BDP braces for charter bargaining

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bdp-braces-for-charter-bargaining-2011-06-13_l2.jpgGÖKSEL BOZKURT
ANKARA – Daily News Parliament Bureau
Leyla Zana, prominent Kurdish politician, will haggle hard for the new charter.

Flush with its success in Sunday’s general elections, the pro-Kurdish Peace and Democracy Party, or BDP, is expected to drive a hard bargain over the new constitution that will be written following the polls.

The party’s strategy of circumventing the 10 percent election threshold by supporting independent candidates paid off with an increase in parliamentary seats from 22 to 36, increasing the BDP’s political influence. With figures such as Leyla Zana, Hasip Kaplan and Hatip Dicle in its group, the party is expected to be more insistent in imposing its conditions for backing the new charter.

Zana is one of the new deputies expected to play tough on the constitutional debate. A Kurdish-rights activist and former legislator who spent a decade in prison after being convicted of links to the outlawed Kurdistan Workers’ Party, or PKK, in the mid-1990s, Zana was elected Sunday from the southeastern province of Diyarbakır. She was previously elected to Parliament in 1991 but caused outrage when she spoke Kurdish while taking the oath of office, challenging rules that barred the speaking of non-Turkish languages in official settings.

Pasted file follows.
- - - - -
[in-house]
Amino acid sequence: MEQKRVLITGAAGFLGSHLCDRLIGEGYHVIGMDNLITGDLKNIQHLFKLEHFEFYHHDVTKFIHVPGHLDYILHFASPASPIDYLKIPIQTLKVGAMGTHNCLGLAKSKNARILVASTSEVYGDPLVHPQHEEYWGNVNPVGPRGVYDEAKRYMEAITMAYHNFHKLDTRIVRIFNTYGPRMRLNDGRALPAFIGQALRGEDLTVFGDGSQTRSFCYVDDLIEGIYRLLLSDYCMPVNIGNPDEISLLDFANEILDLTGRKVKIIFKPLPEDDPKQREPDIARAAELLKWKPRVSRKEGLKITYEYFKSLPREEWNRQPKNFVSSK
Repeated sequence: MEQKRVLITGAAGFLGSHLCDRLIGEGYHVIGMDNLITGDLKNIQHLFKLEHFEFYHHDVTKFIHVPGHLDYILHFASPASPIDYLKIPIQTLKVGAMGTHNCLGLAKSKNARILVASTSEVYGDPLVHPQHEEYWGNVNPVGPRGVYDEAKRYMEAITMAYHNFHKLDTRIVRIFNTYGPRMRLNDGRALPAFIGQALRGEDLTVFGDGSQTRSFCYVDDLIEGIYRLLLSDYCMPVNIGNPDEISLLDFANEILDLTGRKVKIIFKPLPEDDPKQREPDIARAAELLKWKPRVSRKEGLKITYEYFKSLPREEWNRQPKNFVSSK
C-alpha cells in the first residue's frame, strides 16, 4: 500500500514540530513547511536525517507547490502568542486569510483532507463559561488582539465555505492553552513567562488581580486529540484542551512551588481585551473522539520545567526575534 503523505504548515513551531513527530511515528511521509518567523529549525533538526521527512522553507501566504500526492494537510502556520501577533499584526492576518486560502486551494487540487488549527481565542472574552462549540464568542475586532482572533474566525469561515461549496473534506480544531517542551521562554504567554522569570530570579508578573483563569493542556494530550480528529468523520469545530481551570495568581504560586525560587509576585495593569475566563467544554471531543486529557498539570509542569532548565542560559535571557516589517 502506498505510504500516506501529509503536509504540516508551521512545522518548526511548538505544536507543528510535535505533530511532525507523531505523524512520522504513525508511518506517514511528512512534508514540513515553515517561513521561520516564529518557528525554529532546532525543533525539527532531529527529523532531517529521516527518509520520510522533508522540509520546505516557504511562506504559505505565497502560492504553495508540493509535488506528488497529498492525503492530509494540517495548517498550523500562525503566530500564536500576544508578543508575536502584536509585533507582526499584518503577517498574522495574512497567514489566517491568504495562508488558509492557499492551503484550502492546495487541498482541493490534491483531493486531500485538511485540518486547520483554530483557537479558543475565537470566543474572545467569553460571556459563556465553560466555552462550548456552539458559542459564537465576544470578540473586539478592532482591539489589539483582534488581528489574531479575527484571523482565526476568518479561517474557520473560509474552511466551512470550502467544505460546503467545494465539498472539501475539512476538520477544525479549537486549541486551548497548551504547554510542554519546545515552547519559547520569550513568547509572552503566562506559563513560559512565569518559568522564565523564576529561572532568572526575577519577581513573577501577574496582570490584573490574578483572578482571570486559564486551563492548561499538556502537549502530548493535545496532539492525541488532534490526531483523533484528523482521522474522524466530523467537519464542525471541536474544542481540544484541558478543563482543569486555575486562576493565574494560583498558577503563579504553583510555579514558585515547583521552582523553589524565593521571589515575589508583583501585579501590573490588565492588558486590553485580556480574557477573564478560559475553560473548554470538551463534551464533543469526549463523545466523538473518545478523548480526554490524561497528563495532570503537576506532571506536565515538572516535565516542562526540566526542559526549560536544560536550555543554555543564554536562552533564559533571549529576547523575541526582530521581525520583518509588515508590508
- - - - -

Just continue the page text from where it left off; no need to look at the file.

“We have conditions for the new constitution: the implementation of democratic autonomy, the use of mother tongues and the granting of constitutional citizenship,” said Kaplan, who won his seat as an independent candidate in the southeastern province of Şırnak. “Furthermore, we want the new charter to contain democratization [measures and an] expansion of freedom of thought in its largest sense.”

Reducing the election threshold, terminating military operations against the PKK and the release of Kurdish politicians are also very important for them, Kaplan said.

Thirty-six elected deputies and top officials from the BDP will meet Tuesday in Diyarbakır to analyze the election results and outline the party’s road map in the new era.

Participants will include prominent names who were victorious in the general elections, for which the BDP formed a broad alliance under the Labor, Democracy and Freedom bloc, aligning itself with other pro-Kurdish parties the Rights and Freedoms Party, or HAK-PAR, and the Participatory Democracy Party, or KADEP, as well as some socialist groups.

Successful figures supported by the bloc include Sırrı Sürreyya Önder, a screenwriter and director who is also known for his newspaper columns for dailies BirGün, Radikal and Özgür Gündem; Ertuğrul Kürkçü, one of the leaders of the 1968 student movements in Turkey; and Erol Dora, the Turkish Republic’s first Syriac Christian deputy.

Abdullah Levent Tüzel, the leader of the socialist Labor Party, or EMEP, and Islamist writer Altan Tan have also been elected as independents backed by the BDP-led bloc

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